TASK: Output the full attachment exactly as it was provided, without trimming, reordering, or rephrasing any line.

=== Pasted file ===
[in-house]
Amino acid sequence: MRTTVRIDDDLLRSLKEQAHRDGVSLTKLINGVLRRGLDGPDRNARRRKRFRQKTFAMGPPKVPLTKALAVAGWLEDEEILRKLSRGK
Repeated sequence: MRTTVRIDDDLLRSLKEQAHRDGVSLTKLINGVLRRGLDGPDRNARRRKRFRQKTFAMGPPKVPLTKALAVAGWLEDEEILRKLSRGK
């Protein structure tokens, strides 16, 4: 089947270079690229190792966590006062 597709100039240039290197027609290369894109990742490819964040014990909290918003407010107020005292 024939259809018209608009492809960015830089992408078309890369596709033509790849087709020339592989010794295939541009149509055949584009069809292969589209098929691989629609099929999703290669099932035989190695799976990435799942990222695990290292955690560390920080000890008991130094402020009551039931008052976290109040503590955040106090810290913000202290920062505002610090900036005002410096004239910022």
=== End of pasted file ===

[in-house]
Amino acid sequence: MRTTVRIDDDLLRSLKEQAHRDGVSLTKLINGVLRRGLDGPDRNARRRKRFRQKTFAMGPPKVPLTKALAVAGWLEDEEILRKLSRGK
Repeated sequence: MRTTVRIDDDLLRSLKEQAHRDGVSLTKLINGVLRRGLDGPDRNARRRKRFRQKTFAMGPPKVPLTKALAVAGWLEDEEILRKLSRGK
């Protein structure tokens, strides 16, 4: 089947270079690229190792966590006062 597709100039240039290197027609290369894109990742490819964040014990909290918003407010107020005292 024939259809018209608009492809960015830089992408078309890369596709033509790849087709020339592989010794295939541009149509055949584009069809292969589209098929691989629609099929999703290669099932035989190695799976990435799942990222695990290292955690560390920080000890008991130094402020009551039931008052976290109040503590955040106090810290913000202290920062505002610090900036005002410096004239910022």